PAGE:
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Briefing Papers -
Vol.15, No.3: WHERE TWO OR MORE ARE GATHERED IN THE NAME OF POLITICS:ADDRESSING THE PROBLEM OF GROUP
Vol.15, No.3: WHERE TWO OR MORE ARE GATHERED IN THE NAME OF POLITICS:ADDRESSING THE PROBLEM OF GROUP
15 July, 2015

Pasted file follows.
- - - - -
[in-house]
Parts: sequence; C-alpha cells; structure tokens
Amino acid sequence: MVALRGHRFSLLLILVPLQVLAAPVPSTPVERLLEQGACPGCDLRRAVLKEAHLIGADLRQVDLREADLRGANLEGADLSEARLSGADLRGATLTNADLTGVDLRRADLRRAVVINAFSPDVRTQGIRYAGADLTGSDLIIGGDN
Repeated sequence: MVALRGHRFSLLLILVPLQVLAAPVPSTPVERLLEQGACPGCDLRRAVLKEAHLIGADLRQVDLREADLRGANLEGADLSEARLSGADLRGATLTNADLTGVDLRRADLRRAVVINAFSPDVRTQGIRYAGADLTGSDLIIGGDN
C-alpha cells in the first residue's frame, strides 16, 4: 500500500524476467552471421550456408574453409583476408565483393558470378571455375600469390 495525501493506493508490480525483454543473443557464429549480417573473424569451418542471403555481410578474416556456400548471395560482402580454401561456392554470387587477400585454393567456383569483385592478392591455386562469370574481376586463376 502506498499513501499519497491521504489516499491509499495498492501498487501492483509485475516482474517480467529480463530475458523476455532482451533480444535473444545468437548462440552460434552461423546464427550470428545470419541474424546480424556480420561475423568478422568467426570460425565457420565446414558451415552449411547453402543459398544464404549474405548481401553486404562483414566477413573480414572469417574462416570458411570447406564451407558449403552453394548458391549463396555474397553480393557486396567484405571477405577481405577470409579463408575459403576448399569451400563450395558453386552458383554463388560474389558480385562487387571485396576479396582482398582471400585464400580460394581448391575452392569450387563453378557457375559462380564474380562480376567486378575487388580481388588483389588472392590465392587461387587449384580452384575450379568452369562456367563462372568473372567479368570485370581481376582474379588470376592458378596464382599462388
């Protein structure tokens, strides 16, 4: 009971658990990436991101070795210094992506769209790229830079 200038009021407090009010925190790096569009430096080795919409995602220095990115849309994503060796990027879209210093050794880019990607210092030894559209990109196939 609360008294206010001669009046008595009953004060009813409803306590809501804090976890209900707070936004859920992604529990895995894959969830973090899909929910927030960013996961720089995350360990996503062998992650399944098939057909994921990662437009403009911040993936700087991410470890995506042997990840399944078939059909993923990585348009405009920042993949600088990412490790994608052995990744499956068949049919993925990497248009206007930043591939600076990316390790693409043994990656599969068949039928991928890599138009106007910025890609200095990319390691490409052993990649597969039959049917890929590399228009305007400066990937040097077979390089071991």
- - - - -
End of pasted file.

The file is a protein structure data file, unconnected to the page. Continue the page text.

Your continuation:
Following a period marked by unconstitutional changes of government in the immediate post-independence decades, Ghana has emerged as a beacon of democracy in Africa,1 having organized six successful elections and two democratic alternations of power since 1992.2 These successes notwithstanding, Ghanaian elections are still plagued with many issues, which although generally localizedand confined, threaten the consolidatioof Ghana’s democracy and pose a risk of violent escalation.3 One such challege is the occurrence of election-related violence (ERV). Although Ghana has managed to steer clear of extensive, high scale incidences of ERV as has been witnessed in the elections of regional counterparts such as Togo, Nigeria, Cote d’Ivoire, Sierra Leone, Guinea, Kenya and Zimbabwe, one cannot overlook the fact that none of its relatively successful elections, at least since 1992, have been devoid of violence.

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